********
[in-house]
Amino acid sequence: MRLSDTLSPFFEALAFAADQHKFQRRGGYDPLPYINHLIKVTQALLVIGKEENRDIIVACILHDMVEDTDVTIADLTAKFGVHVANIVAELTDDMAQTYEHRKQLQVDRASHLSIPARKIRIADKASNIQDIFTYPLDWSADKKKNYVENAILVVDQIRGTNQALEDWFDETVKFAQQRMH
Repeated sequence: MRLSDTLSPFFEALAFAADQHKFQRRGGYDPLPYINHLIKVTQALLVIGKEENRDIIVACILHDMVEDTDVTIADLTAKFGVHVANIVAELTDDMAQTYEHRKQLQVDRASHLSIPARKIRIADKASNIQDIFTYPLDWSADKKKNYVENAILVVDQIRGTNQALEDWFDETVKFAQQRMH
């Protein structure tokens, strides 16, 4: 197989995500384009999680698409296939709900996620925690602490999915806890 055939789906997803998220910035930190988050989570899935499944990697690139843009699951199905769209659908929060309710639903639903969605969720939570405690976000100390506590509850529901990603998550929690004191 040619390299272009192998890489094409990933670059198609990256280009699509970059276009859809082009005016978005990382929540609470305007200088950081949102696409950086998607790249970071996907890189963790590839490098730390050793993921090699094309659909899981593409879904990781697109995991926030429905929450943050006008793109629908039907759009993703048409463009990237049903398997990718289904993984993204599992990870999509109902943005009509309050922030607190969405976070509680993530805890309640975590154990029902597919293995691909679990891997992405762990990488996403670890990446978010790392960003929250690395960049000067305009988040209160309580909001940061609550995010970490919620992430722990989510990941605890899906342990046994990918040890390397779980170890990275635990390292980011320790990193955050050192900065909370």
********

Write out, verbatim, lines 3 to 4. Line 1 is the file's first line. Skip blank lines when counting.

Repeated sequence: MRLSDTLSPFFEALAFAADQHKFQRRGGYDPLPYINHLIKVTQALLVIGKEENRDIIVACILHDMVEDTDVTIADLTAKFGVHVANIVAELTDDMAQTYEHRKQLQVDRASHLSIPARKIRIADKASNIQDIFTYPLDWSADKKKNYVENAILVVDQIRGTNQALEDWFDETVKFAQQRMH
């Protein structure tokens, strides 16, 4: 197989995500384009999680698409296939709900996620925690602490999915806890 055939789906997803998220910035930190988050989570899935499944990697690139843009699951199905769209659908929060309710639903639903969605969720939570405690976000100390506590509850529901990603998550929690004191 040619390299272009192998890489094409990933670059198609990256280009699509970059276009859809082009005016978005990382929540609470305007200088950081949102696409950086998607790249970071996907890189963790590839490098730390050793993921090699094309659909899981593409879904990781697109995991926030429905929450943050006008793109629908039907759009993703048409463009990237049903398997990718289904993984993204599992990870999509109902943005009509309050922030607190969405976070509680993530805890309640975590154990029902597919293995691909679990891997992405762990990488996403670890990446978010790392960003929250690395960049000067305009988040209160309580909001940061609550995010970490919620992430722990989510990941605890899906342990046994990918040890390397779980170890990275635990390292980011320790990193955050050192900065909370």